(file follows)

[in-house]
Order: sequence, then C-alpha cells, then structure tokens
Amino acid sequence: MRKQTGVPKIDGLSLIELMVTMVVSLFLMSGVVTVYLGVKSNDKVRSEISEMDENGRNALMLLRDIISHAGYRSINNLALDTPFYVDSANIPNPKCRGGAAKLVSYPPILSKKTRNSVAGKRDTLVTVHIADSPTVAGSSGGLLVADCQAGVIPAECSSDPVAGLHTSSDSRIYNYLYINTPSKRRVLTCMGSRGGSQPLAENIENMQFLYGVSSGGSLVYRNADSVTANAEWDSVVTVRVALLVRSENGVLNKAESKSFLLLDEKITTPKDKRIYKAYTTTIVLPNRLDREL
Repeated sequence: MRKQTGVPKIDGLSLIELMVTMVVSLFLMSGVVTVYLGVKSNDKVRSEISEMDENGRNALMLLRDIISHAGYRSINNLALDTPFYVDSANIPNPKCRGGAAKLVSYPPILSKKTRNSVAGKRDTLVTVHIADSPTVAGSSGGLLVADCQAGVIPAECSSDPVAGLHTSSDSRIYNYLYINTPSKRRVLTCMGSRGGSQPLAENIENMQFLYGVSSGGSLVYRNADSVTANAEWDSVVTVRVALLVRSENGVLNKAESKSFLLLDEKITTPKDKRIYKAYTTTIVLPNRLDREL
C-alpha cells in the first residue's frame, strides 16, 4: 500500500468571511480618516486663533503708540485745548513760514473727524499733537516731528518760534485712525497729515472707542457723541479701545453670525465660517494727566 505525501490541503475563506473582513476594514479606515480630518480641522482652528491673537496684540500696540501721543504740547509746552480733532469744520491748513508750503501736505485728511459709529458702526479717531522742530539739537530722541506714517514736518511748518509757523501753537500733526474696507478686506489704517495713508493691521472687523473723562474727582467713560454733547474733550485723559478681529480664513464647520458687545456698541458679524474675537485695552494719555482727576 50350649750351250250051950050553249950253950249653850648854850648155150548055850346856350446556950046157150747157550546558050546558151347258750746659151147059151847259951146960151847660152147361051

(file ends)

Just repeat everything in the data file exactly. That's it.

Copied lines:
[in-house]
Order: sequence, then C-alpha cells, then structure tokens
Amino acid sequence: MRKQTGVPKIDGLSLIELMVTMVVSLFLMSGVVTVYLGVKSNDKVRSEISEMDENGRNALMLLRDIISHAGYRSINNLALDTPFYVDSANIPNPKCRGGAAKLVSYPPILSKKTRNSVAGKRDTLVTVHIADSPTVAGSSGGLLVADCQAGVIPAECSSDPVAGLHTSSDSRIYNYLYINTPSKRRVLTCMGSRGGSQPLAENIENMQFLYGVSSGGSLVYRNADSVTANAEWDSVVTVRVALLVRSENGVLNKAESKSFLLLDEKITTPKDKRIYKAYTTTIVLPNRLDREL
Repeated sequence: MRKQTGVPKIDGLSLIELMVTMVVSLFLMSGVVTVYLGVKSNDKVRSEISEMDENGRNALMLLRDIISHAGYRSINNLALDTPFYVDSANIPNPKCRGGAAKLVSYPPILSKKTRNSVAGKRDTLVTVHIADSPTVAGSSGGLLVADCQAGVIPAECSSDPVAGLHTSSDSRIYNYLYINTPSKRRVLTCMGSRGGSQPLAENIENMQFLYGVSSGGSLVYRNADSVTANAEWDSVVTVRVALLVRSENGVLNKAESKSFLLLDEKITTPKDKRIYKAYTTTIVLPNRLDREL
C-alpha cells in the first residue's frame, strides 16, 4: 500500500468571511480618516486663533503708540485745548513760514473727524499733537516731528518760534485712525497729515472707542457723541479701545453670525465660517494727566 505525501490541503475563506473582513476594514479606515480630518480641522482652528491673537496684540500696540501721543504740547509746552480733532469744520491748513508750503501736505485728511459709529458702526479717531522742530539739537530722541506714517514736518511748518509757523501753537500733526474696507478686506489704517495713508493691521472687523473723562474727582467713560454733547474733550485723559478681529480664513464647520458687545456698541458679524474675537485695552494719555482727576 50350649750351250250051950050553249950253950249653850648854850648155150548055850346856350446556950046157150747157550546558050546558151347258750746659151147059151847259951146960151847660152147361051